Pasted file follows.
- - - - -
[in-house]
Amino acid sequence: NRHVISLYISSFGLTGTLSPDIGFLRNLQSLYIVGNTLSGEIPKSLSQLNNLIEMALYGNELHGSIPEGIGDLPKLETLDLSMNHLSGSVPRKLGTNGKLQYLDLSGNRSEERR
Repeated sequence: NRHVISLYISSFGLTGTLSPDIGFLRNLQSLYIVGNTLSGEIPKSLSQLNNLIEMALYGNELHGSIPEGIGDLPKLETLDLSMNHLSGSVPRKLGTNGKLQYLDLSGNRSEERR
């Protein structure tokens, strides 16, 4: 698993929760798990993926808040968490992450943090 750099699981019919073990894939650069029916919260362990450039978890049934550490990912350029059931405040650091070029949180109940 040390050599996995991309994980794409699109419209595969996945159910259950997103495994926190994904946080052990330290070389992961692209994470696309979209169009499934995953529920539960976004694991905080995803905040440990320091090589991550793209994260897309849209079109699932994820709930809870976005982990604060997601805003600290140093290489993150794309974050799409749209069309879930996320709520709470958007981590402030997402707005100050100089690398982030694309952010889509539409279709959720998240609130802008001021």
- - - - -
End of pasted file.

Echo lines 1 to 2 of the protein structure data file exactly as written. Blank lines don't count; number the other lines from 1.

[in-house]
Amino acid sequence: NRHVISLYISSFGLTGTLSPDIGFLRNLQSLYIVGNTLSGEIPKSLSQLNNLIEMALYGNELHGSIPEGIGDLPKLETLDLSMNHLSGSVPRKLGTNGKLQYLDLSGNRSEERR